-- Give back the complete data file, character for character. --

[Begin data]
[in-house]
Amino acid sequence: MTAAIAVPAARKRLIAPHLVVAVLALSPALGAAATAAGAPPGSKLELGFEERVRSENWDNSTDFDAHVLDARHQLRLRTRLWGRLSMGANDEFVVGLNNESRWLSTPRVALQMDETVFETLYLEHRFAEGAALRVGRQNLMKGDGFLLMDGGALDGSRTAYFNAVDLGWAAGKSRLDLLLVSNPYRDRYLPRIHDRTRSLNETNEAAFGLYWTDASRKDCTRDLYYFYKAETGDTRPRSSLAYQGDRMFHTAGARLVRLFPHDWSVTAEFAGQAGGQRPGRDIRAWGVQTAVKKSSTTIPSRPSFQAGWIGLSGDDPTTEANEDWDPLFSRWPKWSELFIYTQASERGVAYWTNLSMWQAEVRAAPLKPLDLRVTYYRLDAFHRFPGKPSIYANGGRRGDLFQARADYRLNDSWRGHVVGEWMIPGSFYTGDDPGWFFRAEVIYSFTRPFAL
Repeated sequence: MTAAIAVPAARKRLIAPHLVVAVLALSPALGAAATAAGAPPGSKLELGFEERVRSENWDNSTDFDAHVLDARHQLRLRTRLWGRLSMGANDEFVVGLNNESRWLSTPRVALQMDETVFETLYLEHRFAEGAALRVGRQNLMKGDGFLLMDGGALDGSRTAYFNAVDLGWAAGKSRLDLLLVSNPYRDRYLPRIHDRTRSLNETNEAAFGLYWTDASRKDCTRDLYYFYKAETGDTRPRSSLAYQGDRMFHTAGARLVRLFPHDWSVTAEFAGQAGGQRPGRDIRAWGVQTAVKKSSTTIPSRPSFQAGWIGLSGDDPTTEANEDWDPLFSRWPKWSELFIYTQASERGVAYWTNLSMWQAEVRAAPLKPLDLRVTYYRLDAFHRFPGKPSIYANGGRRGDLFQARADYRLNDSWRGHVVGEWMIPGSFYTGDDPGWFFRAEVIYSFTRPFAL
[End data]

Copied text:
[in-house]
Amino acid sequence: MTAAIAVPAARKRLIAPHLVVAVLALSPALGAAATAAGAPPGSKLELGFEERVRSENWDNSTDFDAHVLDARHQLRLRTRLWGRLSMGANDEFVVGLNNESRWLSTPRVALQMDETVFETLYLEHRFAEGAALRVGRQNLMKGDGFLLMDGGALDGSRTAYFNAVDLGWAAGKSRLDLLLVSNPYRDRYLPRIHDRTRSLNETNEAAFGLYWTDASRKDCTRDLYYFYKAETGDTRPRSSLAYQGDRMFHTAGARLVRLFPHDWSVTAEFAGQAGGQRPGRDIRAWGVQTAVKKSSTTIPSRPSFQAGWIGLSGDDPTTEANEDWDPLFSRWPKWSELFIYTQASERGVAYWTNLSMWQAEVRAAPLKPLDLRVTYYRLDAFHRFPGKPSIYANGGRRGDLFQARADYRLNDSWRGHVVGEWMIPGSFYTGDDPGWFFRAEVIYSFTRPFAL
Repeated sequence: MTAAIAVPAARKRLIAPHLVVAVLALSPALGAAATAAGAPPGSKLELGFEERVRSENWDNSTDFDAHVLDARHQLRLRTRLWGRLSMGANDEFVVGLNNESRWLSTPRVALQMDETVFETLYLEHRFAEGAALRVGRQNLMKGDGFLLMDGGALDGSRTAYFNAVDLGWAAGKSRLDLLLVSNPYRDRYLPRIHDRTRSLNETNEAAFGLYWTDASRKDCTRDLYYFYKAETGDTRPRSSLAYQGDRMFHTAGARLVRLFPHDWSVTAEFAGQAGGQRPGRDIRAWGVQTAVKKSSTTIPSRPSFQAGWIGLSGDDPTTEANEDWDPLFSRWPKWSELFIYTQASERGVAYWTNLSMWQAEVRAAPLKPLDLRVTYYRLDAFHRFPGKPSIYANGGRRGDLFQARADYRLNDSWRGHVVGEWMIPGSFYTGDDPGWFFRAEVIYSFTRPFAL